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Deceased T1


#1

I have a client whose husband passed away in 2017. Unfortunately she was late in sending a copy of his Will to CRA and we are getting close to filing deadline.
I have reviewed the Will establishing her as executrix of her late husband’s Estate.
As such, can I still have her sign his T183 so I can at least Efile his return?
Once the Will has been accepted by CRA she can authorize me as her late husband’s representative.


#2

@taxwave

I would file the wife’s return and follow the CRA guidelines for deceased returns.

CRA and Service Canada are often notified about the death of a tax paper.

Once the death notification has taken place all the T1013 authorizations are null and void.

To fill a deceased return you must establish the authorized signatory via the will. Then you need to file a T1013 signed by that signatory.

https://www.canada.ca/en/revenue-agency/services/tax/individuals/life-events/what-when-someone-died/final-return.html

RC4111 - What to do following death.
https://www.canada.ca/en/revenue-agency/services/forms-publications/publications/rc4111.html

Guide T4011 - Preparing returns for deceased persons 2017
https://www.canada.ca/en/revenue-agency/services/forms-publications/publications/t4011.html


#3

Yes, you can still E-file the Deceased T1 right now since you have a copy of the Will and have verified that the surviving spouse is the Executrix.

There is no need to wait for the T1013 authorization to be processed before you can E-file.


#4

Since you have not said when he died, we do not know when his tax filing deadline is.
Maybe you still have plenty of time to get the T1013.

In any event, if you have seen the original (probated?) Will of the deceased, the original Death Certificate of the deceased, and the Govt ID of the Executor, then you already have a valid signatory for the T183.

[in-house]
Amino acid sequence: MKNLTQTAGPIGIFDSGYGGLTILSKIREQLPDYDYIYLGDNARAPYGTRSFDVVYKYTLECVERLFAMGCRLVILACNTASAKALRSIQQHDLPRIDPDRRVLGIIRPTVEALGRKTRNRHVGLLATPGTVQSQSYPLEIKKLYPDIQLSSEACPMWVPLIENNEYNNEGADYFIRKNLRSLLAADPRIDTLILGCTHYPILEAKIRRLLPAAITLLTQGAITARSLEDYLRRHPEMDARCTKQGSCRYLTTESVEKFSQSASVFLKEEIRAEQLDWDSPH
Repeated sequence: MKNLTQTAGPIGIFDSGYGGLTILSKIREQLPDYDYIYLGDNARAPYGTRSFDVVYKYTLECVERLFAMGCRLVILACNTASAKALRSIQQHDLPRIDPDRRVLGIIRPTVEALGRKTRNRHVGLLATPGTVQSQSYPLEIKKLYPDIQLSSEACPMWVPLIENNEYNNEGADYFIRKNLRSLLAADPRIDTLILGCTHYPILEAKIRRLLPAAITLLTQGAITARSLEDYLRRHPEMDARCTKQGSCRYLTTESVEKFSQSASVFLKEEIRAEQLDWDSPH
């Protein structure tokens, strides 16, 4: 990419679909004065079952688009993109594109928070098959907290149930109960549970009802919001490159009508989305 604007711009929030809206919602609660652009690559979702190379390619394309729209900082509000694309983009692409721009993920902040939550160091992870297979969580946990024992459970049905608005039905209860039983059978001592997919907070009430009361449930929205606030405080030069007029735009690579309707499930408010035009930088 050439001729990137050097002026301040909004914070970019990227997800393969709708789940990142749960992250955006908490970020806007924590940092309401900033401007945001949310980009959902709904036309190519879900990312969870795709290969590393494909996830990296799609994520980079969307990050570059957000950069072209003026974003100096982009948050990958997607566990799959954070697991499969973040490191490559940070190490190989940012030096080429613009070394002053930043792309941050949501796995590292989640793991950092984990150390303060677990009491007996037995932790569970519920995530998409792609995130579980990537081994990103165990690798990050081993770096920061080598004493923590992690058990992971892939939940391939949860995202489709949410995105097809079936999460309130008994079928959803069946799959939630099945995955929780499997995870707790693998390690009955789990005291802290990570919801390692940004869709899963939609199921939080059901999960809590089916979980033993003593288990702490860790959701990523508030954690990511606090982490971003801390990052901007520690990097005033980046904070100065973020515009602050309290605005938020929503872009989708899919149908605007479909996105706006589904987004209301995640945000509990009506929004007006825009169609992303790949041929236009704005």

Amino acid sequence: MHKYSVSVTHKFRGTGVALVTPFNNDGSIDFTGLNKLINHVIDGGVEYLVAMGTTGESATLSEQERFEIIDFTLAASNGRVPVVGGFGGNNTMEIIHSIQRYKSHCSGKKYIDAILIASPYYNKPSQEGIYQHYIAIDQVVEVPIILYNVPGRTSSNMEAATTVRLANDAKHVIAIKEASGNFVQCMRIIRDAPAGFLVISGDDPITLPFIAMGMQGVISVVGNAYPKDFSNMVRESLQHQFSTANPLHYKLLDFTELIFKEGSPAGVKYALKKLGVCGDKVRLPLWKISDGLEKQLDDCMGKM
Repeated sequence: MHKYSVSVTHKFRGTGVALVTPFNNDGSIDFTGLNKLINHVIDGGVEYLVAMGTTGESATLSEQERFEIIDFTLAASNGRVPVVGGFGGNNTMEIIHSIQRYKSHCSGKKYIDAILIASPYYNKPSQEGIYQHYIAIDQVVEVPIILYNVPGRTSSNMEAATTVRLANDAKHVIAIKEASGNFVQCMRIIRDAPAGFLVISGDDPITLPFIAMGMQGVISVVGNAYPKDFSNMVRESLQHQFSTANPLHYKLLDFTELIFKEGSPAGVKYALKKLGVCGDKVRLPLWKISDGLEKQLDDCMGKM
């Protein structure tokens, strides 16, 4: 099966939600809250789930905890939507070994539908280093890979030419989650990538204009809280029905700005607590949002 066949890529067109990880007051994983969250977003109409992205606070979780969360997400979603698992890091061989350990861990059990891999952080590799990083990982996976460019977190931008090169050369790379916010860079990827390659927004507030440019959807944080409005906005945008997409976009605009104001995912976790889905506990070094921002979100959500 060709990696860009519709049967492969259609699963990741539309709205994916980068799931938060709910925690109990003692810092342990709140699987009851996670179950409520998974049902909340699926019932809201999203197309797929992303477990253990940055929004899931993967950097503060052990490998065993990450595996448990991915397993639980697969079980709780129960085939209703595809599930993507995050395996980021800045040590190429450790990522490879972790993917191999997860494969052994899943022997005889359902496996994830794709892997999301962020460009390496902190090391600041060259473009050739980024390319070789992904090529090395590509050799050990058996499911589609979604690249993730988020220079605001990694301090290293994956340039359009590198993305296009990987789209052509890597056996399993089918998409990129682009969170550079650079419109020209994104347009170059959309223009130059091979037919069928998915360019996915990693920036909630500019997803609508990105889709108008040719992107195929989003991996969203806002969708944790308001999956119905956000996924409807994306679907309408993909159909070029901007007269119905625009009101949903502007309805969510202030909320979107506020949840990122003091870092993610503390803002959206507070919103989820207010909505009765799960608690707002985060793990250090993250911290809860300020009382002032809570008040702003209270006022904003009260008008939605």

There can sometimes be numerous surprises in T1-finals, so always worth-while to triple-check… Not to mention the new requirement Principal Residence declaration of disposal of his 50% if they own their residence…

NOTE: THE TAXCYCLE T1255 (Version 11 April 2018) WORDING IS NOT UP TO DATE.

THE CRA VERSION OF T1255 (just above “Description of property”) CURRENTLY READS:
“If you are filing electronically, keep this form in case we ask to see it later. If you are filing a paper return, you must complete, sign, and attach this form to your return”


#5

Date of death was August 2017. Return is due next April 28th.


#6

Someone in another area here or another forum I am part of had mentioned spousal rollover at death and that the T1255 wasn’t required. I prefer, given the new legislation, to complete the form and have certainty that CRA won’t give us grief down the road.


#7

Yes, Helga, I think that you are recalling this link
(https://www.canada.ca/en/revenue-agency/services/tax/individuals/life-events/what-when-someone-died/deemed-disposition-property/capital-property-other-than-depreciable-property.html) dated 03 January 2018 - probably good to print out if you are going to rely on it and not designate…

“…Where the principal residence is transferred to the deceased’s spouse, common-law partner, or testamentary spousal or common-law partner trust (under the conditions described in the next section), we do not require you to make a principal residence designation for the period before death…” …“Therefore, a record should be kept of the years for which the deceased individual would have been eligible to make a principal residence designation for the particular property…”

And then there may be rollover matters at decedent ACB re S70(6)? - all too much to instantly recall now, so I will leave this subject somewhat hanging…